Monday, January 31, 2011
Scott M came down for a little EC experience and skied well.
Coaches doing their coach thing.
Rachel worked hard and had a good day. She was 3rd in the morning prelim and only 12 seconds out of first in the afternoon.
Issy P looking strong.
Hallie brings it home. She got stuck in the 2nd pack, but hammered the last km to close the gap and finish in the top 10 overall.
The girls lead pack early on. Congratulations to Corey Stock who is coming back from injury and won both races. It is great to have her back on the circuit.
Start picture taken from high atop Mt. Weston.
Charlie kicked into gear and placed 2nd for J1 boys in the mass start race.
Brooke had a very strong morning race (top J2, 8th overall), but struggled in the mass start.
Bridger had a great day. He won the morning prelim race by 4 seconds and was skiing comfortably in 3rd place in the afternoon race before his tip broke (causing a drag for the last 2 km)...he still ended 6th overall!
Austin, above and below, started well, then struggled but held on for a decent result.
Sunday, January 30, 2011
Saturday, January 29, 2011
Sixty of them make up a minute.
Over the course of almost four minutes, a single second doesn’t seem like a significant amount of time. At the Junior World Championships, a fraction of a second recalls the saying that a “miss is as good as a mile”. Two of the young guns from the US Team learned that lesson the hard way yesterday, missing the qualifying cut for the round of 30 by less than a second.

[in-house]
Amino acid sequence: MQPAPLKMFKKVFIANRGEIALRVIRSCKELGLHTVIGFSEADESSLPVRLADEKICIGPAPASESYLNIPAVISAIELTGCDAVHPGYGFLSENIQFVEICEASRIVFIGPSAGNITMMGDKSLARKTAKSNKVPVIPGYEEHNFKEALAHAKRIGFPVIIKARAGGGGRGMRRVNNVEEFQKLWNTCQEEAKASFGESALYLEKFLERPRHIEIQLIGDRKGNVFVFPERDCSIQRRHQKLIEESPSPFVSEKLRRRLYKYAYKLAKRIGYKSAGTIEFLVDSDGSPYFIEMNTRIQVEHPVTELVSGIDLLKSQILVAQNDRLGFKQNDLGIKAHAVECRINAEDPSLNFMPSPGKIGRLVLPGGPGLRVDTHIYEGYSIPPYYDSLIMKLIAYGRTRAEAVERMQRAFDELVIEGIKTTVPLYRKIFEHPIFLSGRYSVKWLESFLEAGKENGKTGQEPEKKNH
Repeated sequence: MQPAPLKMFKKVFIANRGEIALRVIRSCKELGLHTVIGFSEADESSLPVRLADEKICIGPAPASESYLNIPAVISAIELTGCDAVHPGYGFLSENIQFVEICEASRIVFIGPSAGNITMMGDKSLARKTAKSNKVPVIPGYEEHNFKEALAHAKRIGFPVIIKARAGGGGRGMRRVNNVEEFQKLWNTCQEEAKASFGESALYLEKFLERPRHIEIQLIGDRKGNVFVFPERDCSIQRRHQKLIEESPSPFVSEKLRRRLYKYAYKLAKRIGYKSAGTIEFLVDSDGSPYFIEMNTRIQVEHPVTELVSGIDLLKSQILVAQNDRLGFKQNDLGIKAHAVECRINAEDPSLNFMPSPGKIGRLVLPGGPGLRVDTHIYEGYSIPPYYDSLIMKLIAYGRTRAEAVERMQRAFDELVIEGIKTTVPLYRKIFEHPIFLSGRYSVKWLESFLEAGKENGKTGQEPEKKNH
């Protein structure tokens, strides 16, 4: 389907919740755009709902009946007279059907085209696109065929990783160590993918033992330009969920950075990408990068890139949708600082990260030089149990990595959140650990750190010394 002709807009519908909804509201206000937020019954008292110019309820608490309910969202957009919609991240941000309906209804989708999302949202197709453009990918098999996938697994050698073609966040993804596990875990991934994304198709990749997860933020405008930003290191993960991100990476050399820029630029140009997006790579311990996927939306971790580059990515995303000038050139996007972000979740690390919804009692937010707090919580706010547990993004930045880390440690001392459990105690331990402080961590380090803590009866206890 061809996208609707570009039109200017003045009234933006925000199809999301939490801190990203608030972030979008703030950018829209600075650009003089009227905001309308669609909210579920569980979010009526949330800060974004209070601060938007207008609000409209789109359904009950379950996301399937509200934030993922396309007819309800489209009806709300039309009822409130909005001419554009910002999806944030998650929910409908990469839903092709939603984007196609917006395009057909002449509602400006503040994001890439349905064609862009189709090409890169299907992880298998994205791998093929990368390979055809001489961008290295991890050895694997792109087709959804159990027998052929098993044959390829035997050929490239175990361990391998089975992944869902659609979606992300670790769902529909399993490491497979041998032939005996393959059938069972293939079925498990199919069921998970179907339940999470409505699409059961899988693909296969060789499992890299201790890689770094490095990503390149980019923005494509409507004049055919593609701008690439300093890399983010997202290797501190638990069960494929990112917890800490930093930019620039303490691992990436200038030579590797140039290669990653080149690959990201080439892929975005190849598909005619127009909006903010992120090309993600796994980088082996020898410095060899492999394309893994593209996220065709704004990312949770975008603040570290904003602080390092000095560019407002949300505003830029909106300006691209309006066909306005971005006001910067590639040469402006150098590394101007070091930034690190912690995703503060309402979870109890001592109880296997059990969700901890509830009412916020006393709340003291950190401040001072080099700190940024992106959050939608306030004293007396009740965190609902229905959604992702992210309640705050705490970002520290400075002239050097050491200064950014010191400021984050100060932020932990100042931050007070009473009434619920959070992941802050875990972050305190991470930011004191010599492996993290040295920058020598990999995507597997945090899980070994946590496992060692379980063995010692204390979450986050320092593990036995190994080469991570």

Stratton Mountain School Senior, Heather Mooney skied an incredible qualifier, only to miss the cut by a single position. She ended up in 31st place, missing the cut by a mere fraction of a second. SMS PG skier, Skyler Davis suffered a similar fate, missing the hot seat spot by 0.8 seconds. It was agonizing watching his qualifying standing slide from the mid teens, into the twenties and then stall out in the hot seat for about half a dozen racers. Sitting in the final, 30th, qualifying spot “the hot seat” is nerve wracking, especially when a roster of potentially fast Finnish skiers haven’t yet left the start. Eventually, the axe fell and Davis joined his USA teammates on the sidelines to cheer on the only member of the team, male or female, who made it into the quarterfinals: University of Alaska racer, from Washington state, Erik Bjornsen. Bjornsen, skied a great qualifier, placing tenth. Despite skiing a great qualifying round, Erik was eliminated in the quarterfinals. Unlike many of the races in the USA, including the USA National Championships, the “lucky loser” designation is based on time, not lowest bib number. To the uninitiated, for a few hopeful minutes, it looked like Erik might advance into the semis based on a low bib-lucky loser spot, but when faster heats arrived at the finish, the cards weren’t in his favor. Tough break.